An Egyptian military court has handed down seven death sentences for an April 2015 bombing that killed two army cadets as they waited to board a bus, an army official said.
The blast in the Nile Delta city of Kafr el-Sheikh was one of a spate of attacks that have hit the security forces since the 2013 overthrow of Islamist president Mohamed Morsi.
Most have been in the Sinai Peninsula, but some have been in Cairo or the delta to its north.
The court in the second city Alexandria also sentenced five people to life in prison, which in Egypt means 25 years, the army official said.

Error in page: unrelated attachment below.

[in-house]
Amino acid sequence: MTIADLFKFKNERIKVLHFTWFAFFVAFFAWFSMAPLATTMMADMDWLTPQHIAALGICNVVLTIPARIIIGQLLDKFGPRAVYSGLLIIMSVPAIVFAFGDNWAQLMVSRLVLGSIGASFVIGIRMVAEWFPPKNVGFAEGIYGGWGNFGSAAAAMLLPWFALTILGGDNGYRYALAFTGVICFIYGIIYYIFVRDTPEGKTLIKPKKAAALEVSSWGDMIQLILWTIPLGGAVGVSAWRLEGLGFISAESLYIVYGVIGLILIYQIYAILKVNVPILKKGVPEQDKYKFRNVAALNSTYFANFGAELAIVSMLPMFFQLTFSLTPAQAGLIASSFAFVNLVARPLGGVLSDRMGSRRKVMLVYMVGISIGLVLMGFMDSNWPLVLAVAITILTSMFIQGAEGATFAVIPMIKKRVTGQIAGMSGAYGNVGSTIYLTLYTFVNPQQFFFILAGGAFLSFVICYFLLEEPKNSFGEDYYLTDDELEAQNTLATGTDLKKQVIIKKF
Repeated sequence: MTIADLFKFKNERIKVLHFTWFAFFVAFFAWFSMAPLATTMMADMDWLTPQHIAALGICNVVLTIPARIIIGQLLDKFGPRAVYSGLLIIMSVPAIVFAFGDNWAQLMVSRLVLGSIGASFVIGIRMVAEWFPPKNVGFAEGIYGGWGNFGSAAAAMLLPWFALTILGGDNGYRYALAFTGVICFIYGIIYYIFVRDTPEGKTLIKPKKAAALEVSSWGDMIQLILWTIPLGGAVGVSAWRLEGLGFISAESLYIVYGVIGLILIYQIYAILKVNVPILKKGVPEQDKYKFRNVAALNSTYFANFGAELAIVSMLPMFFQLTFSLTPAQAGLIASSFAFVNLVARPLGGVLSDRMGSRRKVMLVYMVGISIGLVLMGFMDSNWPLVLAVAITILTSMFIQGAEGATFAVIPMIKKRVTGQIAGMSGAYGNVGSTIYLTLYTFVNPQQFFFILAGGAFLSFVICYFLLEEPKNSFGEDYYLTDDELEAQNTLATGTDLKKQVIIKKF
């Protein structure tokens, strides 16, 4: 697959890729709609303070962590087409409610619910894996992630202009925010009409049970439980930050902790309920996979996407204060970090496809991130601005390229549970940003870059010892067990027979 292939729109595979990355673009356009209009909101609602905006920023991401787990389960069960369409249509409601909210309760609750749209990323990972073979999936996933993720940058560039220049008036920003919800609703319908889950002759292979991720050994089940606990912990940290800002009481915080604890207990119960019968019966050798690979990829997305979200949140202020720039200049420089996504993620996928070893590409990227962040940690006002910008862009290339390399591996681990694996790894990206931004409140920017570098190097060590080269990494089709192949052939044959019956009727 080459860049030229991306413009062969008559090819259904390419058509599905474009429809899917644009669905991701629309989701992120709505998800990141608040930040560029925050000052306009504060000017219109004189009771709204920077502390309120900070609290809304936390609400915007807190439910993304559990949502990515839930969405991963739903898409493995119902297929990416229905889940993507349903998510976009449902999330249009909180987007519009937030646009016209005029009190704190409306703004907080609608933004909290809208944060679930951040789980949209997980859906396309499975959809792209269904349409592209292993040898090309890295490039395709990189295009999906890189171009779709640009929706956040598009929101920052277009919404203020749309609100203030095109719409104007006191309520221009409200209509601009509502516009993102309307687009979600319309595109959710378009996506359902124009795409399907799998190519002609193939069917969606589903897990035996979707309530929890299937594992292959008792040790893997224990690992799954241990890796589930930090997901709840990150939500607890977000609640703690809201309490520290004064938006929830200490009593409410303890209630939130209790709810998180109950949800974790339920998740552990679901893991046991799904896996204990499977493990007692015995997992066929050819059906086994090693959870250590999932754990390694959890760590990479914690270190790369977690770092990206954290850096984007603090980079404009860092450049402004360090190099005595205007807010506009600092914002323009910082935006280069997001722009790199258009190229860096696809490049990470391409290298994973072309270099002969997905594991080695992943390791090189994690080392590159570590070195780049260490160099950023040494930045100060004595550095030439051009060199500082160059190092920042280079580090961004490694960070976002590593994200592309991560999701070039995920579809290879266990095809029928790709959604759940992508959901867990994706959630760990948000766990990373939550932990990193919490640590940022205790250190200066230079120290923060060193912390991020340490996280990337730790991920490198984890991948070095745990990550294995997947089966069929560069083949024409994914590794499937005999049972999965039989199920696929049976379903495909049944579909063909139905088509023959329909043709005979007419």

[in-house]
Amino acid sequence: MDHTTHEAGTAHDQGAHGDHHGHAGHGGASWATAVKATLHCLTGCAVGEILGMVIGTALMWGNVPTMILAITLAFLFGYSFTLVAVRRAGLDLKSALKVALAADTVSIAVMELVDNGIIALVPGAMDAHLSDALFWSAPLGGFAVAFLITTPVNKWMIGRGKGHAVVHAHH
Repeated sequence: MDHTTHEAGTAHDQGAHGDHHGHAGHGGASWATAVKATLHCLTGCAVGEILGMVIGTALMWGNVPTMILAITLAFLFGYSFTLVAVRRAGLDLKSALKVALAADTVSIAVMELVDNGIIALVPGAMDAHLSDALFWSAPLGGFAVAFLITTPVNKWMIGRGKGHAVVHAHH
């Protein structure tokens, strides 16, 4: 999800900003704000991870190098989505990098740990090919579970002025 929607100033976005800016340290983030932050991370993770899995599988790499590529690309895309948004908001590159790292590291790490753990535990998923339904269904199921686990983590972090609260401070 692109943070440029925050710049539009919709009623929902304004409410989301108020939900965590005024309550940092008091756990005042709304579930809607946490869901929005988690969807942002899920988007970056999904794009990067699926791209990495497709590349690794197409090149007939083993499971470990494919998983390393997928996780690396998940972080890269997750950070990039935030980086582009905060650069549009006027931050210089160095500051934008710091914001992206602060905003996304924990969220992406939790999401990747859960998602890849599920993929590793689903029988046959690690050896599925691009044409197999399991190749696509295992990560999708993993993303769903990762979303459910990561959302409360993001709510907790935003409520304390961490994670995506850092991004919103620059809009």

It sentenced two defendants to 15 years, and four to three years.
The defendants have the right of appeal to the Court of Cassation.
Three of those sentenced to death were tried in absentia.
Police have detained or killed scores of suspected militants in Cairo and the delta, although the security forces continue to face frequent attacks in the Sinai, stronghold of jihadists loyal to the Islamic State group.
The jihadists say their attacks are in retaliation of a government crackdown targeting Morsi’s supporters that has left hundreds dead and thousands imprisoned.
Morsi himself and hundreds of his followers have been handed death sentences, many of them in speedy mass trials that have been condemned by the United Nations and human rights groups.
Some have been overturned by the Court of Cassation on appeal.